Blog Comments

Longtime blogger (and, full disclosure, the designer and coder of the current OTB theme) Aaron Brazell is turning off his comments section.

The reality is most of my “conversation” happens elsewhere. Most of the time, reader engagement with my content comes in the form of retweets and not comments. And when I do get comments, they tend to be distracting. Who really needs that?

Joshua Foust, himself long established in the blogosphere commented earlier this morning that he was henceforth giving up commenting on Andrew Exum’s excellent national security blog, Abu Muqawama, because of the ratio of abusive and off topic to substantive.

As I’ve noted many times over the years, the comments section on a blog tends to go downhill as the site gains prominence and traffic.   With the exception of a handful of highly academic niche blogs, I can’t think of a single very-high-traffic blog whose comments section isn’t, as Chris Albon put it yesterday, “cesspools on the internet.”   (Indeed, doing a Twitter search for “cesspools” looking for that link, about a third of the uses were in reference to online discussion forums.)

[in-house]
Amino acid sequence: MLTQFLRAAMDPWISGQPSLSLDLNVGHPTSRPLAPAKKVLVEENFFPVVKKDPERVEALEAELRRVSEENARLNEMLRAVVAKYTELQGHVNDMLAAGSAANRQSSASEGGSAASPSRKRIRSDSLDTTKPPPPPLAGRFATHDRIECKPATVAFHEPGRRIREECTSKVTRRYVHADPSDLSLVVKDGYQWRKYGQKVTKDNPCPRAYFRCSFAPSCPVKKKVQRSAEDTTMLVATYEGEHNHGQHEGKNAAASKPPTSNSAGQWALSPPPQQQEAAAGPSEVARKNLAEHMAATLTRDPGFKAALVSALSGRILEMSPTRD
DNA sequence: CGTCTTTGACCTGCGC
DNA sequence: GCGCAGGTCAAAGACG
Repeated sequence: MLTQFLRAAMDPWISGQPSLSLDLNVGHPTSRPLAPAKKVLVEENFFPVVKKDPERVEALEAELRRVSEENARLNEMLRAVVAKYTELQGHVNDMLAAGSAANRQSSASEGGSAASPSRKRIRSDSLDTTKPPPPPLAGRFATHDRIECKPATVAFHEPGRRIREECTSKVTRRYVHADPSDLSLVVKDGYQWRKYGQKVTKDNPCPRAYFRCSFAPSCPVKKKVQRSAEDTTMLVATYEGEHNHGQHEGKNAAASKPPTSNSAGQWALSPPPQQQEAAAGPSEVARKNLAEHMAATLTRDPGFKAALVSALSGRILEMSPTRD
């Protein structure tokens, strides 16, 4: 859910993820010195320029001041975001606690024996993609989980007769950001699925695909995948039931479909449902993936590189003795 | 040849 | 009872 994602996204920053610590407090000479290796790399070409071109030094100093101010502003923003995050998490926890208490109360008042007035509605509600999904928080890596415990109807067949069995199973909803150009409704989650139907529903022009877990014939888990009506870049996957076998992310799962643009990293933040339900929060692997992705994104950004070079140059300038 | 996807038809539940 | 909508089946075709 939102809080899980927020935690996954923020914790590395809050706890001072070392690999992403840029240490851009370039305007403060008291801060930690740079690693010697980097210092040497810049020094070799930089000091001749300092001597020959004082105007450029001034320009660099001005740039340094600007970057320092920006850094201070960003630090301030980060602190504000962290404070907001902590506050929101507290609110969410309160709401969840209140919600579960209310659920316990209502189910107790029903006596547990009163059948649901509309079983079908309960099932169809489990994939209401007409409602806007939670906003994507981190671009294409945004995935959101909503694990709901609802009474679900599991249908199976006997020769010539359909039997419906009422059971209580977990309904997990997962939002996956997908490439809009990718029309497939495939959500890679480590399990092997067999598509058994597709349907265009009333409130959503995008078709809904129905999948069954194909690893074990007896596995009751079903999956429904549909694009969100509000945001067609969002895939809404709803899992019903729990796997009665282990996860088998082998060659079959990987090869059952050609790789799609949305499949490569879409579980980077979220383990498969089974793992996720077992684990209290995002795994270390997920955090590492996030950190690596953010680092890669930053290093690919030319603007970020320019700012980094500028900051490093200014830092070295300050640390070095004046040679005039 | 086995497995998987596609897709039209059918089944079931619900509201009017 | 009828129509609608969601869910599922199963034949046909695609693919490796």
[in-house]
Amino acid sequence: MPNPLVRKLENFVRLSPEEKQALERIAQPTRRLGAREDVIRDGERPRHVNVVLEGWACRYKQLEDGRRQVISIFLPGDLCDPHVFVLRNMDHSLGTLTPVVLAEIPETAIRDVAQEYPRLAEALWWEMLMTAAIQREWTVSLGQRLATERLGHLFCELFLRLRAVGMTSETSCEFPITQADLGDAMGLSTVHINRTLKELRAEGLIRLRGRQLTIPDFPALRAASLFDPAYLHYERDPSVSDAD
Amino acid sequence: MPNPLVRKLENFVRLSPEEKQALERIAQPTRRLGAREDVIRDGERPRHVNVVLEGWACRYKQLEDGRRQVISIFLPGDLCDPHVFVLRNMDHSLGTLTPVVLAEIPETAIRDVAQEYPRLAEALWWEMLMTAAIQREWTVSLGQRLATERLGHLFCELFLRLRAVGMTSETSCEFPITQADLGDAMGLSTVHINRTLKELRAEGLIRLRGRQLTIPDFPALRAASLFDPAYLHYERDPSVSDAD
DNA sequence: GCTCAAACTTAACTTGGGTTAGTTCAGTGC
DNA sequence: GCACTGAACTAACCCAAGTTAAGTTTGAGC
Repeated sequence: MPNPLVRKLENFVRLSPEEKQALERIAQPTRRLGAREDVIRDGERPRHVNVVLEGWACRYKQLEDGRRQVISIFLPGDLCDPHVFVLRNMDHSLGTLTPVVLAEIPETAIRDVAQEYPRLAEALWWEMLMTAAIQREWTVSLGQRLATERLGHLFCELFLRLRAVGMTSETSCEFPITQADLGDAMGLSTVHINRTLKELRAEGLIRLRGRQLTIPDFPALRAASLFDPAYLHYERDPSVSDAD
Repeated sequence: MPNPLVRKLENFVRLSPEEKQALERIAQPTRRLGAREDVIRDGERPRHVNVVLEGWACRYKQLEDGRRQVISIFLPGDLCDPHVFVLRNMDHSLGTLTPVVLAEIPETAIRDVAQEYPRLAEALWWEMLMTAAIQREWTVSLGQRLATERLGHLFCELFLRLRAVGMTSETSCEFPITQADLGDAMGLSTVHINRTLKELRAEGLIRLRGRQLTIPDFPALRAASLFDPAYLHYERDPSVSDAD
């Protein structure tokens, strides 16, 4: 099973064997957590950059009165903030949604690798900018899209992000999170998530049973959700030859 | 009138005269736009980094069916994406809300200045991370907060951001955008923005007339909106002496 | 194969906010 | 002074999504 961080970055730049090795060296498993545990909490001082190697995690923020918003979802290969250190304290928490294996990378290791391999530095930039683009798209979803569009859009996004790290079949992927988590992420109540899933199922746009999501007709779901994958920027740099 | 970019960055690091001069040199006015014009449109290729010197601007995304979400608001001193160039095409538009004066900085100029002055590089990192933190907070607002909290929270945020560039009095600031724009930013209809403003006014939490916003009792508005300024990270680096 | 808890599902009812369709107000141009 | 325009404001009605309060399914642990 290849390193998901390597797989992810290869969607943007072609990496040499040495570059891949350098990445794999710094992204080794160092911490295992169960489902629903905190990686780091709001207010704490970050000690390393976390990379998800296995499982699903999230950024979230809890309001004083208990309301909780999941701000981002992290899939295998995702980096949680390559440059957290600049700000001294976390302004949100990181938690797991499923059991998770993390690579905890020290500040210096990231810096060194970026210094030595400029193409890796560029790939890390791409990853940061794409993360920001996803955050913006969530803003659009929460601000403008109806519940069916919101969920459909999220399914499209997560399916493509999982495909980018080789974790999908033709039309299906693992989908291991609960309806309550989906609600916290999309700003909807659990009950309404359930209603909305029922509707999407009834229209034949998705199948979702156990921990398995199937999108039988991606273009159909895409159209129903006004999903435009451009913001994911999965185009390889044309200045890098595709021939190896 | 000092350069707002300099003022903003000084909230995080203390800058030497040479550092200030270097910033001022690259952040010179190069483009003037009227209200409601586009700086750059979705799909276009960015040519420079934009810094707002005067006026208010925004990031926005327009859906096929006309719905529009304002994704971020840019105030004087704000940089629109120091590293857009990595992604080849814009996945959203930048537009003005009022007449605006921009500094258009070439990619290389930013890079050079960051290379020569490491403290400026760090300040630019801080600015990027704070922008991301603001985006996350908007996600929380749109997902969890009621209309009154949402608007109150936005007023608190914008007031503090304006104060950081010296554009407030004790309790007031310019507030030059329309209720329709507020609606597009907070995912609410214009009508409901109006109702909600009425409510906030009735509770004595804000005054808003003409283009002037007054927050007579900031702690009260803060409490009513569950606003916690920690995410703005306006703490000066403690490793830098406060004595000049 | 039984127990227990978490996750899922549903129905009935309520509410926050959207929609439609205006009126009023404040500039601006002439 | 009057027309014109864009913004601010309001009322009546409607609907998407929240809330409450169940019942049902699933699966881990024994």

OTB has always been something of an exception to the trend.   We’ve been around a long time now and while we don’t have stratospheric traffic, we have a very solid readership.   But the ratio of thoughtful commenters to trolls and yahoos remains quite good.    And I’ve only had to ban a handful of non-spam commenters over the years.

FILED UNDER: Blogosphere, Science & Technology
James Joyner
About James Joyner
James Joyner is Professor and Department Head of Security Studies at Marine Corps University's Command and Staff College and a nonresident senior fellow at the Scowcroft Center for Strategy and Security at the Atlantic Council. He's a former Army officer and Desert Storm vet. Views expressed here are his own. Follow James on Twitter @DrJJoyner.